Hillary Clinton has come under fire for failing to sufficiently galvanize Latinos, a bloc of voters key to Democrats in both the presidential and Senate contests. The Washington Post this week quoted critics saying Clinton had run too few Spanish-language ads, and spent too little on targeted messaging.
But there may be another reason why Clinton’s performance lags behind President Obama’s in 2012: Obama’s own deportation policies, which have drawn fire from Latinos on several fronts. These include the Obama administration’s deportations of the children who crossed the border in droves two years ago to flee violence in Central America. Overall, the administration deported 2.4 million people between fiscal 2009 and 2014. And non-criminal deportees outnumber those charged with crimes.
Deportation orders dipped when Obama signed the executive order known as Deferred Action for Parents of Americans and Lawful Permanent Residents (DAPA), which would have shielded several classes of immigrants from deportation. But a series of state lawsuits and a Supreme Court deadlock have blocked the administration from implementing that order, and Latinos remain frustrated. Some of that frustration seems to be spilling over to Clinton—despite widespread Latino antipathy to Trump.
“People are very disappointed and they don’t want to vote,” said Adriana Cazorla, a domestic worker from Washington state. “They don’t want to be guilty of putting a person in office who will do the same as [Obama].”
Cazorla made her comments Friday at a march from the Supreme Court to the White House organized by the National Alliance for Domestic Workers and several allied groups. The march brought out hundreds of immigrant women, many of them undocumented, to deliver a message to Obama: Stop the deportations.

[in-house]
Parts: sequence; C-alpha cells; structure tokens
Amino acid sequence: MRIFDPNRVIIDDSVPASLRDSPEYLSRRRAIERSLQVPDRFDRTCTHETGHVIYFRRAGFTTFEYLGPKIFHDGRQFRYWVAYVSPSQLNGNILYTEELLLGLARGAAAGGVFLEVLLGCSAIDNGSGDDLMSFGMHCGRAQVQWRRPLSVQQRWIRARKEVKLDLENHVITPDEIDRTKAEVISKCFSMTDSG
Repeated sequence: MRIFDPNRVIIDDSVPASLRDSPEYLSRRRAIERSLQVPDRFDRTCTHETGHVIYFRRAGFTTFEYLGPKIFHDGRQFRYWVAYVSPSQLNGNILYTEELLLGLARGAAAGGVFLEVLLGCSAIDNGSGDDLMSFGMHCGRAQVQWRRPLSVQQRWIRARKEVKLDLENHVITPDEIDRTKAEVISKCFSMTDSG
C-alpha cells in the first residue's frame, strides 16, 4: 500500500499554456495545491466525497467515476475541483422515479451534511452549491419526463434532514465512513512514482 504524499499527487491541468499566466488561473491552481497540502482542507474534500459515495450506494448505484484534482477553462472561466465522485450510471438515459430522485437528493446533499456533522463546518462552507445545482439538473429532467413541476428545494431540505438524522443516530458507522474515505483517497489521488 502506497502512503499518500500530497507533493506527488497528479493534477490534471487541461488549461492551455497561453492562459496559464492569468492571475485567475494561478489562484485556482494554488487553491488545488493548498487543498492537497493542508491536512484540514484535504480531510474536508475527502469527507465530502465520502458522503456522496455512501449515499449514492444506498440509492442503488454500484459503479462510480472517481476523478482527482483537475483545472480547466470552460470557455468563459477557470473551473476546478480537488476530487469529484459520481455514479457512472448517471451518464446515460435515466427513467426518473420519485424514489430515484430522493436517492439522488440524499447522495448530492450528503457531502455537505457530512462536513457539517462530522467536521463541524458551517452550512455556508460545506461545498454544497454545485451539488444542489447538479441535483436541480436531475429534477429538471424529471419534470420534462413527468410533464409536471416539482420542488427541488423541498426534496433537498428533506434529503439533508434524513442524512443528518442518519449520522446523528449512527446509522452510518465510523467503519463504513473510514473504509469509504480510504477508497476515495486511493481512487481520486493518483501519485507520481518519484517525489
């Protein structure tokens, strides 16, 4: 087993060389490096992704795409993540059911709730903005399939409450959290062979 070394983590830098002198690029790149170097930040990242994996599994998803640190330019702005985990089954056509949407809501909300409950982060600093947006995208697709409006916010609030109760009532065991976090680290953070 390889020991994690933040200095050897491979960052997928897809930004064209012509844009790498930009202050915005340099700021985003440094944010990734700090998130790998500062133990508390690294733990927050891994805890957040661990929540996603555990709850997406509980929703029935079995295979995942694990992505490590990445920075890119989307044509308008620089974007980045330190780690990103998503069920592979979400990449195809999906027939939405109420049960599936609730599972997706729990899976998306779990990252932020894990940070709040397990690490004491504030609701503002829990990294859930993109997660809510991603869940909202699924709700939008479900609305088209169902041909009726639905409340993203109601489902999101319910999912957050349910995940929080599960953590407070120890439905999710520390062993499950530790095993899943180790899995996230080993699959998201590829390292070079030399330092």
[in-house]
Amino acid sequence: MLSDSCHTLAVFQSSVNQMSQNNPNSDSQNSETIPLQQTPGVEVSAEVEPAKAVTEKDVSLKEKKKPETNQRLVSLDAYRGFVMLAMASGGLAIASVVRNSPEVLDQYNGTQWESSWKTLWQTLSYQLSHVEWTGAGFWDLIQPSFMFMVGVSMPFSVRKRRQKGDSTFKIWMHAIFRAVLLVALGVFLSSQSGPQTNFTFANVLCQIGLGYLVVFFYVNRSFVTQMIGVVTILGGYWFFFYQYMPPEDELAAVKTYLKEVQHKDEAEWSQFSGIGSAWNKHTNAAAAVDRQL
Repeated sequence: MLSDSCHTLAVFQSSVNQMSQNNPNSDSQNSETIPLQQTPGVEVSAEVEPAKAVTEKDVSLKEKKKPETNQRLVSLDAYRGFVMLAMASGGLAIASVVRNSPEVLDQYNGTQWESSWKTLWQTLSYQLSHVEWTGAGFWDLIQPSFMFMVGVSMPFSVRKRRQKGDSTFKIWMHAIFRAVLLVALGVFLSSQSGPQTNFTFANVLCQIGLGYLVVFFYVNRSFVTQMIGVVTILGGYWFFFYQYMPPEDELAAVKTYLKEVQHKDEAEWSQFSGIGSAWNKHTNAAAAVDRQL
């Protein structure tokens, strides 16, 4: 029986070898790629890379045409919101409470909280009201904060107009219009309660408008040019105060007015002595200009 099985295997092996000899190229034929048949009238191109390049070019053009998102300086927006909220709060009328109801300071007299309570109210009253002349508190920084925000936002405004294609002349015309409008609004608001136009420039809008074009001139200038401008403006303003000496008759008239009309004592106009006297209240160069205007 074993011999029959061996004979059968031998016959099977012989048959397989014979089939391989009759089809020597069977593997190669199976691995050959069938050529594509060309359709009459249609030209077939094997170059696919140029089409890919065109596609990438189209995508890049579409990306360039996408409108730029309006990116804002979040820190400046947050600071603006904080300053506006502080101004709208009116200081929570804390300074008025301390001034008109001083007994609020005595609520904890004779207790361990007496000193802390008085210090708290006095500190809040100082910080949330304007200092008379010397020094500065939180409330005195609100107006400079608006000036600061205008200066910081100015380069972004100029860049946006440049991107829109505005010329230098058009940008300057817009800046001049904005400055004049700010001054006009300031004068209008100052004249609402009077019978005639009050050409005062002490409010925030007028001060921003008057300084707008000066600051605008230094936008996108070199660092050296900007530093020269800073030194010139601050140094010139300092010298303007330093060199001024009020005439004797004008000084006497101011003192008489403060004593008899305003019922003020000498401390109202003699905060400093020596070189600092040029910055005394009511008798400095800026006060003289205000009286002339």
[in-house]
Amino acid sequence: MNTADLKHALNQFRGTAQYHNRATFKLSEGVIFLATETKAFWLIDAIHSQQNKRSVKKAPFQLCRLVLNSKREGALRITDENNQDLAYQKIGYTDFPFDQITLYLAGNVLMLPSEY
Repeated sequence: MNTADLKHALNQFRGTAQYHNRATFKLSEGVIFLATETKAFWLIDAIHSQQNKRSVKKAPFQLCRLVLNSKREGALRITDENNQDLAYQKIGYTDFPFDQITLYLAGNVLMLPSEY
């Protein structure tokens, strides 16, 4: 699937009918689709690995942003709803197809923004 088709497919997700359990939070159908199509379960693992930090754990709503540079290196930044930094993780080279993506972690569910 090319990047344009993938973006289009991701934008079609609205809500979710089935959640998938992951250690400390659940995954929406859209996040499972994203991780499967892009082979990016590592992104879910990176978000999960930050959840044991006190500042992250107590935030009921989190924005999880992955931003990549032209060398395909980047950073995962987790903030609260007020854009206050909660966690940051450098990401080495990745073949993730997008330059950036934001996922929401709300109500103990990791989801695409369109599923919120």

Dubbed the Immigrant Women’s Walk Against Deportations, the event took place on the one-year anniversary of last year’s 100-mile march for immigration reform. Before the march Cazorla told The American Prospect how she had been hiding from an abusive husband when he found her and called immigration officials. She was detained for four months in a detention center.
“I was treated badly, given spoiled food, had no access to potable water or medical attention like the rest of the people did,” Cazorla says of her time in the detention center. Cazorla says she now has legal status thanks to the Violence Against Women Act—but that her children, who were without their mother for four months, suffered the most during her detention. The separation of families was a big point of contention for the marchers and their supporters.
“Many children worry about it,” Cazorla said with tears in her eyes. “They go to school with fear that they’ll go back home and their parents won’t be there.”
Marcher Patricia Rosas described how she immigrated to the United States from Mexico more than two decades ago with her children. But four years ago, her son was deported back to Mexico. “I brought him here when he was one year old,” said Rosas, “so he was basically raised here. When he got to Mexico, he didn’t know what to do or where to go.” Rosas’s son left behind a wife and a two-year-old son. “He wanted to be with his son, so he tried to come back,” explained Rosas, “but he was apprehended and was deported again.”
Rosas said she was marching in hope that DAPA would become law so, that “after 26 years, I can see my mom and my siblings again.”
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